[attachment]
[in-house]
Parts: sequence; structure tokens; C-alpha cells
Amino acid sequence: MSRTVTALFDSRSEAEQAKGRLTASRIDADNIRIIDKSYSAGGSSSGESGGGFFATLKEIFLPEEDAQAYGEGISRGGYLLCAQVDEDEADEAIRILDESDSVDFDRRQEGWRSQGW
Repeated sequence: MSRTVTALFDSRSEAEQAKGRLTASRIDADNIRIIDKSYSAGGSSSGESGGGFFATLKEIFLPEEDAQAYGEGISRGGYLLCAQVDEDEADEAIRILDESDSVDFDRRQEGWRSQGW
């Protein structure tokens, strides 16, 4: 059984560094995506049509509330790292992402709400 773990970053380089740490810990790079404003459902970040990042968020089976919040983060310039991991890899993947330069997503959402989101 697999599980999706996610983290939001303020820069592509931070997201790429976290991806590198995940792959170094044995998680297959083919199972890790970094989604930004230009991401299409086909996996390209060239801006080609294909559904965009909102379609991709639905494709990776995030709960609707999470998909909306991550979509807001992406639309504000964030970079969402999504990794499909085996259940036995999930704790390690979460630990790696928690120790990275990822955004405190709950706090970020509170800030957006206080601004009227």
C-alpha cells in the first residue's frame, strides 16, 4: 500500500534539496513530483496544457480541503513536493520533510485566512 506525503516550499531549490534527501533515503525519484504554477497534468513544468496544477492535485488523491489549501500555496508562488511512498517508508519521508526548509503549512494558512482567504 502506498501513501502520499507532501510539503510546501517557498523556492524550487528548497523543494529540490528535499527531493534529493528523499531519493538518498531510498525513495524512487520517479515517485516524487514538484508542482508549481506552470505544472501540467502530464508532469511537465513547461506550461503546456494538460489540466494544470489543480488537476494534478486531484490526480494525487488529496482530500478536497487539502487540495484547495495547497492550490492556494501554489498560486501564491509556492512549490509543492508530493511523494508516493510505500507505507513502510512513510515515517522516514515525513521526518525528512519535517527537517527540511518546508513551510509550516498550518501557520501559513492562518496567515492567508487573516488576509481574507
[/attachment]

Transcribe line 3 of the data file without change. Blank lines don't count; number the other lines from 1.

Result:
Amino acid sequence: MSRTVTALFDSRSEAEQAKGRLTASRIDADNIRIIDKSYSAGGSSSGESGGGFFATLKEIFLPEEDAQAYGEGISRGGYLLCAQVDEDEADEAIRILDESDSVDFDRRQEGWRSQGW